Amazon now has the dubious honour of being the first public company to lose $1trn in value.
Does this market correction make it a perfect time to add the stock to my long-term portfolio?
The top line
Amazon’s third-quarter results for 2022 demonstrate that it continues to be successful at increasing revenue. Net sales for the three months to 30 September were 15% higher than for the same period in 2021.
The company’s sales in the quarter were equivalent to $16 for every person on the planet!
Revenue in North America was up 20% and, ignoring the impact of foreign exchange movements, sales outside of this territory increased by 12%.
The greatest success came from its Amazon Wholesale Services (AWS) division, with an increase in sales revenue of $20.5bn (28%). However, this was the slowest growth rate since the results of AWS started to be separately disclosed.
It’s clear that the company is good at increasing its top line. But, what about profits?
The bottom line
Operating income for the third quarter was $2.5bn, compared to $4.9bn for Q3 in 2021. If it wasn’t for AWS, Amazon would have made an operating loss of $2.9bn.
Worryingly for existing investors, there appears to be a downward trend in net income. Amazon has recorded a loss during two of its last three quarters.
Annual profits were $11.6bn in 2019, $21.3bn in 2020, and $33.4bn in 2021. But, for the first nine months of 2022, the company lost $3bn.
|Quarter||Net income/(loss) ($m)|
The company’s directors estimate net income to be between $nil and $4bn in the fourth quarter. Even at the higher end of this range, Amazon was barely profitable in 2022.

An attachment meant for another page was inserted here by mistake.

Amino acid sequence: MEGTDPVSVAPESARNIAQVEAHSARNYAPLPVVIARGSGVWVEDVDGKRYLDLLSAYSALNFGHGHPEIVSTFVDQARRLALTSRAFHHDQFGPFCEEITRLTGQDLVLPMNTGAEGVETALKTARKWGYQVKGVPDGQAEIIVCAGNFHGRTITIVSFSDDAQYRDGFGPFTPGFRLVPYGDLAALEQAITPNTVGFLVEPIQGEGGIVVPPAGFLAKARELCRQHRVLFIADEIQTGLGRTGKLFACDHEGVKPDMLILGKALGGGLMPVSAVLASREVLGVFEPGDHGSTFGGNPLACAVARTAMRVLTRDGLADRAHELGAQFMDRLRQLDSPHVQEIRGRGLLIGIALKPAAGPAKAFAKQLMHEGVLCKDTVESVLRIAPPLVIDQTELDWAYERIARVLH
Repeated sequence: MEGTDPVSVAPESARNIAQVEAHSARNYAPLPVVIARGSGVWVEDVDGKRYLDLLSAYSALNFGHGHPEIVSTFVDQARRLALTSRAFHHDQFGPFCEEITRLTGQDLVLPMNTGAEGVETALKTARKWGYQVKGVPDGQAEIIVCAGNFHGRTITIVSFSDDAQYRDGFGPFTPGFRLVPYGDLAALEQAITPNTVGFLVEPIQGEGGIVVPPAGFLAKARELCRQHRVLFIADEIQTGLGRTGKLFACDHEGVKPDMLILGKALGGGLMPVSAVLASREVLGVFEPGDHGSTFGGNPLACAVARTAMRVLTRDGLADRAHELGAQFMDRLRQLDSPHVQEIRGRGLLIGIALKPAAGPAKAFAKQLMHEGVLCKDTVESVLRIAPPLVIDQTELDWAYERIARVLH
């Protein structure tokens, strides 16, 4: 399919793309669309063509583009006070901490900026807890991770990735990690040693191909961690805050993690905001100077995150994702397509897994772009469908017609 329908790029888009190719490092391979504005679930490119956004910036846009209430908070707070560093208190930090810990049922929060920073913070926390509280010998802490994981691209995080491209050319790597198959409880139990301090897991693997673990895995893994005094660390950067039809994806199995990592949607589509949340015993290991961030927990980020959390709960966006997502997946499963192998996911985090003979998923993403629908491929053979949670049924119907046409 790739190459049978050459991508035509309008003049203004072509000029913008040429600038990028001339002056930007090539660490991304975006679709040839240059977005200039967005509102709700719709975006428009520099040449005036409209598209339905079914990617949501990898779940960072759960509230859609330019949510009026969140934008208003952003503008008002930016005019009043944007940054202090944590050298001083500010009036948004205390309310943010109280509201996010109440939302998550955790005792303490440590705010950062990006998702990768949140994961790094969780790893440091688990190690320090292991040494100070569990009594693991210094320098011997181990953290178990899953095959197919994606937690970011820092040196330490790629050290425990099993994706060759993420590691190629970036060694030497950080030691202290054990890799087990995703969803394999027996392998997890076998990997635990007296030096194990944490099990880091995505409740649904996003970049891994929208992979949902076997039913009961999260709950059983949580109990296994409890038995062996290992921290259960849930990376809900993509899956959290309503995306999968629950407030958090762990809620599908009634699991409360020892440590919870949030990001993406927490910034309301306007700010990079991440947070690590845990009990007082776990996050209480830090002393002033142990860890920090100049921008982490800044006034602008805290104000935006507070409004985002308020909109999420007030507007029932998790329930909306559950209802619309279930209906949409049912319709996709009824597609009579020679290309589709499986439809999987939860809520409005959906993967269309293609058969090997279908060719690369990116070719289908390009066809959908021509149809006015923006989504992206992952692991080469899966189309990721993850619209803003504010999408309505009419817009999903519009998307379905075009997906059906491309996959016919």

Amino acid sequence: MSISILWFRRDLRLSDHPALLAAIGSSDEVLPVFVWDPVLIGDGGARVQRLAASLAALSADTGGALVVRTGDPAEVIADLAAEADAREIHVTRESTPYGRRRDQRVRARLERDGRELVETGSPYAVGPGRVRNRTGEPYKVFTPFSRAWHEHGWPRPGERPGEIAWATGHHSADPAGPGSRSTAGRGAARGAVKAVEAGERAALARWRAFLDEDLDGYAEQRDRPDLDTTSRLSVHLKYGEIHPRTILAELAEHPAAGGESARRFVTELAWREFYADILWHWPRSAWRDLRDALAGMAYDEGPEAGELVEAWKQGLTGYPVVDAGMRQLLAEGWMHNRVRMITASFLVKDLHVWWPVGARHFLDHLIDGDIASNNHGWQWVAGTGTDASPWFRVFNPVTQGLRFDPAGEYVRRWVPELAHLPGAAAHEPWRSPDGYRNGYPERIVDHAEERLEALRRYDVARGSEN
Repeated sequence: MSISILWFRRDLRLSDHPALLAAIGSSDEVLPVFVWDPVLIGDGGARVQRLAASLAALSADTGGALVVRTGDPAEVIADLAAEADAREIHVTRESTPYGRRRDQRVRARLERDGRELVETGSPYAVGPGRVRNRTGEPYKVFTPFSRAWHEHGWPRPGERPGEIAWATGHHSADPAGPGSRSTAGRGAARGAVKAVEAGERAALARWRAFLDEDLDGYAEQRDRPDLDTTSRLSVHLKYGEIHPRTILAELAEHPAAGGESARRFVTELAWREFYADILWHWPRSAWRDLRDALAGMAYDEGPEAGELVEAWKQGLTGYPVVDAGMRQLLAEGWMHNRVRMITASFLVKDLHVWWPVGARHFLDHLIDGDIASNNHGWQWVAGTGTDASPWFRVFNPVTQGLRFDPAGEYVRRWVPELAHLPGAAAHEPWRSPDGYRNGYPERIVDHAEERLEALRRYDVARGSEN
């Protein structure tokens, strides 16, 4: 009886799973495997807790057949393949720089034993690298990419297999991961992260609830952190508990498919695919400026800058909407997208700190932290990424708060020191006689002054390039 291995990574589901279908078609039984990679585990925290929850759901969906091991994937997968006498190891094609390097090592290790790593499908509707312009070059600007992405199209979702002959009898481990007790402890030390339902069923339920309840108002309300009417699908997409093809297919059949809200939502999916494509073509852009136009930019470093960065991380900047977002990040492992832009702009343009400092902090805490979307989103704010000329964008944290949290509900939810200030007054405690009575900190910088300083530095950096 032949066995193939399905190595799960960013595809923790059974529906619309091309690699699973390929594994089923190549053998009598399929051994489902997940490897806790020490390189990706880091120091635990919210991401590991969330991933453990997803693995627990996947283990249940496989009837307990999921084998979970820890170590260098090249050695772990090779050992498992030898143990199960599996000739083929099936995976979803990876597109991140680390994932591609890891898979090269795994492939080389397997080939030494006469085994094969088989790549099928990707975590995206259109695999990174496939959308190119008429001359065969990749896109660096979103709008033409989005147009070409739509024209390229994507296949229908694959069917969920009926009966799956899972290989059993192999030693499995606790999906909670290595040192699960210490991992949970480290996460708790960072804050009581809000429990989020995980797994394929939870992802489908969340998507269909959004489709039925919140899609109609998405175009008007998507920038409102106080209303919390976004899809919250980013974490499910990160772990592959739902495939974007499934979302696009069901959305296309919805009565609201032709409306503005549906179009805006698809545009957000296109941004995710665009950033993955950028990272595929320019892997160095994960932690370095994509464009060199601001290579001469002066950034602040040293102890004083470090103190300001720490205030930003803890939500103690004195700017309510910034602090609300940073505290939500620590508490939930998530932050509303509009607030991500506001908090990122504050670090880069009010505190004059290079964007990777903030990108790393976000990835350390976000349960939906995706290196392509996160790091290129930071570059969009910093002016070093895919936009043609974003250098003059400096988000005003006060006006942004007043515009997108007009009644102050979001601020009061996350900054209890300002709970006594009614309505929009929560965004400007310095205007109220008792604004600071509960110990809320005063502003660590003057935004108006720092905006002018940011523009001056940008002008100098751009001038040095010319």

What should I do?
Restoring profitability is going to be difficult in the current economic climate.
Future growth is likely to come from AWS, a cloud platform enabling businesses to avoid having to invest in their own servers. Recurring revenue is earned via subscriptions.
According to MarketsandMarkets, the global cloud computing market will be worth $1.24trn by 2027. If correct, this would be an increase of 125% from its current size. At the moment, Amazon has a one-third share of this market.
Amazon is fundamentally a good company, but it’s clear that the threat of inflation, rising interest rates, and recession are affecting profitability. I think its stock price will continue to remain under pressure over the coming months, as earnings continue to disappoint.
I’m therefore not going to invest at the moment, but will take another look at the company later in the year.
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John Mackey, former CEO of Whole Foods Market, an Amazon subsidiary, is a member of The Motley Fool’s board of directors. James Beard has no position in any of the shares mentioned. The Motley Fool UK has recommended Amazon.com. Views expressed on the companies mentioned in this article are those of the writer and therefore may differ from the official recommendations we make in our subscription services such as Share Advisor, Hidden Winners and Pro. Here at The Motley Fool we believe that considering a diverse range of insights makes us better investors.